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7 Jun, 2004

Aussies Seek to Launch Airline for Backpackers

MELBOURNE: Bangkok is to be one of the five popular backpacker destinations to be connected by a new airline that will be dedicated almost exclusively to this fast-growing niche-market.

The Australian-owned airline, backpackersXpress, is due to start flying in late October early November. It is planning a thrice weekly schedule between Manchester-Melbourne, and a twice-weekly Munich-Melbourne, with both flights stopping in Bangkok both ways.

Subject to the outcome of a traffic rights competitive bid, New Delhi will also be on the routenet.

Group Managing Director Glenn Millen said the airline will use two Boeing 747-300s that will be configured to single-class 473 seats with a 38-inch pitch. Food will have to be bought and will be confined to pizzas, sandwiches and other such snacks and drinks.

BackpackersXpress claims to be the first airline to pick a niche market and first airline to take a low cost model international. The airline needs to raise initial start-up costs of A$ 50 million.

Founding partners Mr. Millen and Capt Gordon Latham, a retired Qantas pilot, are also investors in the project. More money is being raised by four members of the board who have a range of financial and legal background to manage the fund-raising.

Bangkok is a major beneficiary of this flight because of three long-standing policy initiatives, two of which pre-date the Thaksin administration.

The hosting of two World Youth and Student Travel Conferences in Thailand 1999 and 2003 has facilitated the popularity of Thailand as a major hub of backpackers in recent years.

The long-standing promotion of links with the Greater Mekong Subregion countries has also attracted backpackers and is part of the package that raised the level of interest in Bangkok by backpackersXpress.

The Thaksin administration’s more liberal aviation policy has ensured the accessibility, allowing Bangkok to be the airline’s Asian hub.

The crew-change will take place in Bangkok. A crew of UK pilots will fly the aircraft from London to Bangkok and Australian pilots will take it on to Melbourne. Other agreements are also being finalised related to ground handling, tours, airport and hotels.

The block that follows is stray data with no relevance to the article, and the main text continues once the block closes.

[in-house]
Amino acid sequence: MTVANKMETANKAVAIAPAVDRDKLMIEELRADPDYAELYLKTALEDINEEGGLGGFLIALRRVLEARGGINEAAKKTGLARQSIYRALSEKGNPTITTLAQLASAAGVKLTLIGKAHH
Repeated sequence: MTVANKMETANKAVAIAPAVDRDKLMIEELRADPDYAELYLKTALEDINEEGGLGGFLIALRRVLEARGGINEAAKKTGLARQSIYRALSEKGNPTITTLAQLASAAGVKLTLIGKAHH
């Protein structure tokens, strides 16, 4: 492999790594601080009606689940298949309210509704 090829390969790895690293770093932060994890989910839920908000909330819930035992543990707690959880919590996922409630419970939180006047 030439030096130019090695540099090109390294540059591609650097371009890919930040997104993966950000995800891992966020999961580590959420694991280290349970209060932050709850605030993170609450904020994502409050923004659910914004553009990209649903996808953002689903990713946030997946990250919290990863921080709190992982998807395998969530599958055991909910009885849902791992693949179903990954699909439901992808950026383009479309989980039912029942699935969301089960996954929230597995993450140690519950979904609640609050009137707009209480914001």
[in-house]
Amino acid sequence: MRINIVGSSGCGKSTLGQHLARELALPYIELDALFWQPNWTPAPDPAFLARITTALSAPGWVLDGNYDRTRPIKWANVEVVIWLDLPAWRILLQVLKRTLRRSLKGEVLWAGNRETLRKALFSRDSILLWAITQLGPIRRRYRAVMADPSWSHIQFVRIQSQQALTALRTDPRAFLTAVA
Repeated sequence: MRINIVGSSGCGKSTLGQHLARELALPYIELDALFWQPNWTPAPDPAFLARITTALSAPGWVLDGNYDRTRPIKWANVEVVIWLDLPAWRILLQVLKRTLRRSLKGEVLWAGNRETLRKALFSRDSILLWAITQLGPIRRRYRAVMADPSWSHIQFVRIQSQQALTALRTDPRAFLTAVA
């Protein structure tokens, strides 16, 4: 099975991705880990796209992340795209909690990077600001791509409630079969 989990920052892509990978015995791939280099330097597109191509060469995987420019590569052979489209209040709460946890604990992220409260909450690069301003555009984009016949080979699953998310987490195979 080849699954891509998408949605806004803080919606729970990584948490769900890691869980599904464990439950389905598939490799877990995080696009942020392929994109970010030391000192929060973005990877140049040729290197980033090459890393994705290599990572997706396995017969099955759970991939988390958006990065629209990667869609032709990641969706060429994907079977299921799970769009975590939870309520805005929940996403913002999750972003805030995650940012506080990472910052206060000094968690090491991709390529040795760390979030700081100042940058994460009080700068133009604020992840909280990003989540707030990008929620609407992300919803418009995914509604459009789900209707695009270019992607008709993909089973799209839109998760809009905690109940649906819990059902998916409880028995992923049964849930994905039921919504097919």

While India’s appeal also lies in its immense popularity as a backpacker destination, and proximity to Nepal, also popular with backpackers, Mr. Millen said traffic rights are still being negotiated with India.

Australia has a legacy aviation agreement with India signed in the late 1960s which provides for a maximum of 2,200 seats a week. Qantas has also put in a bid for those same rights and announced plans for thrice weekly services to Mumbai as of September.

There capacity curbs in the agreement cannot fit both the Qantas and backpackersXpress requests, though Mr. Millen said he was aware of an effort to ‘refresh’ the agreement to allow both bids to go through.

Mr. Millen said that if they don’t get New Delhi, they will fly through Colombo, Sri Lanka.

However, New Delhi is a critical stop for another reason: the huge potential for low-cost freight traffic, which is expected to be a major revenue generator in its own right and help keep the air-fares low.

Like all the low-cost airlines, creativity reigns supreme.

In the nose of the aircraft, what is usually the first or business class section in most aircraft because it is the quietest part, the entire first class has been taken out and replaced with a café and bar for backpackers to meet and mix.

Upon boarding, all the passengers will be asked to look under their seats, one of which will contain a coupon with a prize giving the occupant a full refund on the fare.

Young people who fly the airline as backpackers will be allowed an opportunity to apply for the positions of cabin crew. Said Mr. Millen, “We know two things for sure about them after they finish their trip. They will be broke, and they will have the travel bug in them.”

Because they will have done the backpacking rounds of Australia, India and Thailand, they could apply for two-year contracts as cabin crew which will help continue travelling while offering personal experience-based advice to other backpackers. It will also help the airline keep its crew costs down.

Product partners are being signed up. One of them is the brewery that makes Foster’s beer, an Australian. The logo and design of the beer is to be emblazoned on all the engines of the two 747s, making the engines look like flying beer cans.

Return tickets will carry no expiry date and no additional costs for itinerary changes. However, some conditions will apply and the tickets will expire by geography, not time.

This flexibility will allow European backpackers to stay beyond their working visas in Australia, which they cannot do with normal airline tickets which expire after a year, leaving the backpackers to foot the bill of the return journey.

Although backpackersXpress is looking to book most of its tickets through the Internet, it will keep travel agents in the loop. However, rather than offer them a fixed commission or remuneration, the airline is working out separate structures off a clean sheet with each agent, depending on what ideas they bring to the table on creating a partnership.

Although named backpackersXpress, the airline is not solely targetted at backpackers. The term refers to a “mindset, not a demographic,” says Mr. Millen. Those who don’t want to necessarily mingle with the backpackers will be offered special seating on the upper deck.

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